The Search for the Legacy of the USPHS Syphilis Study at Tuskegee: Reflective Essays Based upon Findings from the Tuskegee Legacy Project

The Search for the Legacy of the USPHS Syphilis Study at Tuskegee: Reflective Essays Based upon Findings from the Tuskegee Legacy Project

by Ralph V. Katz
     
 

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The Search for the Legacy of the USPHS Syphilis Study at Tuskegee is a collection of essays that seeks to redefine the "legacy" of the infamous Tuskegee Syphilis Study in light of recent findings from other scientific studies that challenge the long-standing, widely-held understanding of the study. These essays are written with thoughtful attention to fully

Overview

The Search for the Legacy of the USPHS Syphilis Study at Tuskegee is a collection of essays that seeks to redefine the "legacy" of the infamous Tuskegee Syphilis Study in light of recent findings from other scientific studies that challenge the long-standing, widely-held understanding of the study. These essays are written with thoughtful attention to fully integrate the essayists' perspectives on the impact of the study on the lives of Americans today and place the legacy of the study within the evolving picture of racial and ethnic relations in the United States. Each essayist looks through his or her own personal and professional prism to give an account of what constitutes that legacy today. Contributors include the two leading historians of the Tuskeegee Syphilis Study and two former Surgeons General of the United States as well as other prominent scholars from the fields of public health, bioethics, psychology, biostatistics, medicine, dentistry, journalism, medical sociology, medical anthropology, and health disparities research.

Editorial Reviews

CHOICE
This collection of essays looks at the historical and bioethical issues stemming from the USPHS Syphilis Study at Tuskegee, especially the legacy generated by the 40-year abuse of African American subjects in the study. In the excellent Examining Tuskegee (CH, May'10, 47-5055), Susan Reverby discussed how the long-held assumptions of the legacy have proven problematic. Here, contributors examine the evidence for two assumptions of the legacy: African Americans are less willing than whites to participate in biomedical research studies, and relative willingness to participate is associated with an awareness of the USPHS study at Tuskegee. The conclusion of the editors is that neither assumption is supported by the evidence of numerous studies of the past decade. That is just the beginning, however; the 14 essays that make up the body of the book deal, often in personal ways, with the variety of legacies that exist in the troubled landscape of racial relations, biomedicine, and the cultural realities of American life. The Tuskegee experience remains relevant and rightfully disturbing in so many ways, even if the assumptions of the original legacy have faded. Summing Up: Recommended. Academic and professional readers, all levels.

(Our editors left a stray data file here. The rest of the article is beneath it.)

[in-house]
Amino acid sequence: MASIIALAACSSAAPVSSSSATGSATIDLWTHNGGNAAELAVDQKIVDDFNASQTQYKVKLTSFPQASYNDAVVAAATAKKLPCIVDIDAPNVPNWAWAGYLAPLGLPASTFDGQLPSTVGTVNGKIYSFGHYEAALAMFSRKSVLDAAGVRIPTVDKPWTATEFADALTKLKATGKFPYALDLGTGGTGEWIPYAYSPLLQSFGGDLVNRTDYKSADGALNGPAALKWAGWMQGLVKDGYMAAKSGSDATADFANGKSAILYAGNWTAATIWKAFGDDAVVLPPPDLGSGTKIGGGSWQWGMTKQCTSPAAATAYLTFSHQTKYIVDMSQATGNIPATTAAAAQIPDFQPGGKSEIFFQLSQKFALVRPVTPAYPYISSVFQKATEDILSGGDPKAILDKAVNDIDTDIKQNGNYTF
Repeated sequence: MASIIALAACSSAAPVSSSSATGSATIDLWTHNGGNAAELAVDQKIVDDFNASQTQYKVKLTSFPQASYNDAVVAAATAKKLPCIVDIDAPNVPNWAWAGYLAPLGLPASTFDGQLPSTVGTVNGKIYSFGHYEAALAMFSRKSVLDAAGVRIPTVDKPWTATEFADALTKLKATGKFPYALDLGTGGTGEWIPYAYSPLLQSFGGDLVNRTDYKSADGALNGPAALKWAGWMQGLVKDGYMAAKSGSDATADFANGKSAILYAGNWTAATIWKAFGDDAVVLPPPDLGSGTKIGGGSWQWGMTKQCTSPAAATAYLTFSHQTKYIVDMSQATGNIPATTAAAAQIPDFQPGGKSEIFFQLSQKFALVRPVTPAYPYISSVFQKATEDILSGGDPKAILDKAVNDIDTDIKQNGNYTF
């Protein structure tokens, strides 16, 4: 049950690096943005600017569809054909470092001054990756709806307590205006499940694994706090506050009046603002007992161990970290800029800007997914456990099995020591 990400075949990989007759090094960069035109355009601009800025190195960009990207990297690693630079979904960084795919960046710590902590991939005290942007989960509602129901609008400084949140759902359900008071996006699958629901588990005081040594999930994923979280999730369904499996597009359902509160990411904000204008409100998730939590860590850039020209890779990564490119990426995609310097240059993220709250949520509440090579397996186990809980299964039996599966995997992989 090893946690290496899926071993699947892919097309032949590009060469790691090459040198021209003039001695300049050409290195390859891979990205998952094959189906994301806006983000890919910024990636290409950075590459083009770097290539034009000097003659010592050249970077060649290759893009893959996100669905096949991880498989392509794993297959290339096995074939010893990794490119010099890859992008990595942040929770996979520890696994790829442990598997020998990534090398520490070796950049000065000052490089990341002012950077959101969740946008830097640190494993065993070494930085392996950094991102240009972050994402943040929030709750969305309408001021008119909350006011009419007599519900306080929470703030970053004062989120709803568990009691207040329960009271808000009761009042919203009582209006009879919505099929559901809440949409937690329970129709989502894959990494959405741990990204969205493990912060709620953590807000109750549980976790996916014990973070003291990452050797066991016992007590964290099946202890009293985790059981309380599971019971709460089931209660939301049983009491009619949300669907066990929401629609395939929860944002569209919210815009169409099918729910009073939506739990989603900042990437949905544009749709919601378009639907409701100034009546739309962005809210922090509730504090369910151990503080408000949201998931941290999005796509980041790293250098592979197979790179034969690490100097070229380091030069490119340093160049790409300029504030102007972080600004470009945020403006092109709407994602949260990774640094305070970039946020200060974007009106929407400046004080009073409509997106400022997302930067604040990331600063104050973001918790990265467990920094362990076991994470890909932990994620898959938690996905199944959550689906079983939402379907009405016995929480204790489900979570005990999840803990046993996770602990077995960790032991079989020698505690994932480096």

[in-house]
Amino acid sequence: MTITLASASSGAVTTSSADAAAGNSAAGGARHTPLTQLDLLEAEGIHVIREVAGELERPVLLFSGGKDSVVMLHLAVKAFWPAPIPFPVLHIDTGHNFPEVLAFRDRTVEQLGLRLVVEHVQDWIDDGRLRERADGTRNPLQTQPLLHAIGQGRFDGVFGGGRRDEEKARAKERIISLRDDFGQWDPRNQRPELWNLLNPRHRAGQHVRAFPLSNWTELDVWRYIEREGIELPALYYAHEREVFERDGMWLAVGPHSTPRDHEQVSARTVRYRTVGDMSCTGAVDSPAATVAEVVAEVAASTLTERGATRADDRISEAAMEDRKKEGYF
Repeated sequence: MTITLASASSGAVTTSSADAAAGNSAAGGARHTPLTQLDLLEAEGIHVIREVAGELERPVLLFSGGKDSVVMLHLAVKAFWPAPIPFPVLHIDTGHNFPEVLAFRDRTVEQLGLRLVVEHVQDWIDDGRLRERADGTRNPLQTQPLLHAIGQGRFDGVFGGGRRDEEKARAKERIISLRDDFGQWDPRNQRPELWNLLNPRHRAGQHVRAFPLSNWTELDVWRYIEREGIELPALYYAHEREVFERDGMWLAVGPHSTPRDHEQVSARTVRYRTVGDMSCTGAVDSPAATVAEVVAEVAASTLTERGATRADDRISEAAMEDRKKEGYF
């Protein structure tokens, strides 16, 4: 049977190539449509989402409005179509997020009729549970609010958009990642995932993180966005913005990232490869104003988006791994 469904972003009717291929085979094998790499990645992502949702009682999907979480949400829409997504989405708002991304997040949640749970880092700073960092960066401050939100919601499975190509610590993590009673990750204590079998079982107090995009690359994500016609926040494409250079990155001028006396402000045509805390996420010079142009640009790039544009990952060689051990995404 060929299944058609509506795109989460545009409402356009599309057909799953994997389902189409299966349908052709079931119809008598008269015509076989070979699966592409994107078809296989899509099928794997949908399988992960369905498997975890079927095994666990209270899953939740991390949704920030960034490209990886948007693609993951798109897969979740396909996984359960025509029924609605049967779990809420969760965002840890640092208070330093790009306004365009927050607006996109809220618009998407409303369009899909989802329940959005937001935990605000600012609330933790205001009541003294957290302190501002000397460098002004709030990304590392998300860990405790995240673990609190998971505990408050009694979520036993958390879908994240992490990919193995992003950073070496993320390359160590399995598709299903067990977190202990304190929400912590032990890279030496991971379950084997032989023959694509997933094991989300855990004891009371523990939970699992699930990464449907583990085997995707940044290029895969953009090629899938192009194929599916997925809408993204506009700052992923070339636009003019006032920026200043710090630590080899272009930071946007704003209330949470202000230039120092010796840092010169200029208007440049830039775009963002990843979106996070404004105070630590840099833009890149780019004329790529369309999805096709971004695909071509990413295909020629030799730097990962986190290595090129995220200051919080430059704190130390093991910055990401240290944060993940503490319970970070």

Joan Echtenkamp Klein
The book’s essays testify to the varied legacies of the USPHS Syphilis Study at Tuskegee, viewed through the authors’ very personal prisms. In the years since the story broke in 1972 and President Clinton apologized to the survivors of the infamous government-led study in 1997, new legacies have been identified and older ones proven invalid. The essayists, from diverse disciplines and backgrounds, provide unique perspectives on the evolving legacy of the Tuskegee Syphilis Experiment.
Lillie Head
A commendable collection of facts and opinions... woven into the fabric of explanations to answer the many unsettling questions about the USPHS Syphilis Study in Tuskegee and Macon County, Alabama. It is very important that we continue to seek answers and attempt to bring good from an evil act that was imposed on loving human beings in the name of medical research.
Gilbert Rochon
Addressing the social implications, public health impact and attitudinal sequellae of the reprehensible US Public Health Service Syphilis Study, this volume is a powerful, insightful, and scholarly assessment of these egregious events. The notable contributors underscore the fact that continued vigilance in support both of fully informed consent and of the need to redress contemporary healthcare disparities are obviated neither by the welcomed presidential apology nor by the establishment of the National Center for Bioethics at Tuskegee University. Continued bioethics research funding and training of scholars and professional practitioners in the field remain vitally necessary. Moreover, the struggle to establish enforceable policies that proactively mitigate and prevent illness and protect the health and healthcare entitlements of ethnic minorities and impoverished communities, not only in the United States but also globally, should and must vigorously continue. Only then can we legitimately be assured that 'never again' will such atrocities occur.

Product Details

ISBN-13:
9780739147276
Publisher:
Lexington Books
Publication date:
07/16/2011
Sold by:
Barnes & Noble
Format:
NOOK Book
Pages:
208
File size:
940 KB

Meet the Author

Ralph V. Katz is professor and chair, Department of Epidemiology and Health Promotion at the New York University College of Dentistry.

Rueben C. Warren is professor and director of the National Center for Bioethics in Research and Health Care at Tuskegee University.

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